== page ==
“Trigger Finger” and “Trigger Thumb” are common names for a specific type of tenosynovitis. This is caused by a problem between the pulleys and tendons of the hand. Pulleys normally allow tendons to glide smoothly along the hand and fingers. When you develop a trigger finger/thumb, the pulley is too tight and doesn’t allow the tendon to glide smoothly, causing the finger to “trigger,” or catch.
Symptoms of Trigger Finger/Thumb
Pain and “triggering” are the most common symptoms. Even if the finger is not “triggering,” there can be significant pain. Some patients may wake up in the morning and have difficulty straightening out their finger. It can even become locked in a flexed position. This can be very painful.
Treatment for Trigger Finger/Thumb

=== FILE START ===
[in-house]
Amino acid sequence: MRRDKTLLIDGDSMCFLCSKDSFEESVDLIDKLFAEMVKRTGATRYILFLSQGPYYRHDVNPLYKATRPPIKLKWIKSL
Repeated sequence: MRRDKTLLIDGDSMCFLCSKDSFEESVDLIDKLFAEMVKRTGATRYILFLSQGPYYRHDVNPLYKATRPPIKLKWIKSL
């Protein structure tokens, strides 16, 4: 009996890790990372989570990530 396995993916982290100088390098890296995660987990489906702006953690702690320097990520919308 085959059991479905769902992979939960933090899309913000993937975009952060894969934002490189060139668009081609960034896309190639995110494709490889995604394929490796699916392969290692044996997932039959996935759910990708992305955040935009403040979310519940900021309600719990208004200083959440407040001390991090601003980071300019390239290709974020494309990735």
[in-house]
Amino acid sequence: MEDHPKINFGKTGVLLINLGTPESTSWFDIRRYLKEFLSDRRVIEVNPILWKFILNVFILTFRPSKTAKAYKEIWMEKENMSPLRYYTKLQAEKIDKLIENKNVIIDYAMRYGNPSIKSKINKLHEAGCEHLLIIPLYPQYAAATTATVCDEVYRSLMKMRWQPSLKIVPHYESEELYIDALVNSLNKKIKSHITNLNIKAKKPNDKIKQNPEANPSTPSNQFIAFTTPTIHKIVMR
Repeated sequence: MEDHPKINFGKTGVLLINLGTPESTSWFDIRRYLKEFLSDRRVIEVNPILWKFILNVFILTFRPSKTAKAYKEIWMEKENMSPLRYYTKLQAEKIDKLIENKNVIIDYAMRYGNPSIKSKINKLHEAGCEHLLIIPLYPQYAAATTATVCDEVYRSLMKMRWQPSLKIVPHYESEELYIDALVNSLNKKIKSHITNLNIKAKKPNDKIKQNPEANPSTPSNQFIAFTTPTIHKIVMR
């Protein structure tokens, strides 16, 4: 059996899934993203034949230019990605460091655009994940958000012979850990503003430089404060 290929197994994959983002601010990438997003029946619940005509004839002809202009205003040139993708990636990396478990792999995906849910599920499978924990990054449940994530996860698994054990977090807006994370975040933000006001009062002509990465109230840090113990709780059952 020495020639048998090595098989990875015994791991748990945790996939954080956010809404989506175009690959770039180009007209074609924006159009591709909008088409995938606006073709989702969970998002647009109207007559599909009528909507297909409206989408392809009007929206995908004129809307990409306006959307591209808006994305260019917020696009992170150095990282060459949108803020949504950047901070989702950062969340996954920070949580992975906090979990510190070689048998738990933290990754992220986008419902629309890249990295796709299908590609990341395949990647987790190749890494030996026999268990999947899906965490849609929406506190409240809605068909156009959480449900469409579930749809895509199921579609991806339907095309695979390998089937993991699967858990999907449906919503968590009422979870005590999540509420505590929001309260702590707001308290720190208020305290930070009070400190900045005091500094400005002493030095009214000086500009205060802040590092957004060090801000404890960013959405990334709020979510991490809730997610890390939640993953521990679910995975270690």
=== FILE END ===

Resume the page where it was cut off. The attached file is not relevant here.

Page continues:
Splinting – While occasionally used, splinting is rarely effective in treating trigger fingers.
Steroid injections – An injection around the affected pulley is very effective in treating this problem. Usually surgery can be avoided with steroid injections.
Trigger Finger/Thumb Surgery
If non-surgical forms of treatment do not relieve the symptoms, surgery may be recommended. This surgery involves a small incision over the affected pulley. This can be done with sedation or local anesthesia using Wide Awake Hand Surgery techniques. Recovery is quick and does not require any splinting.
Diagrams modified from ASSH (www.assh.org)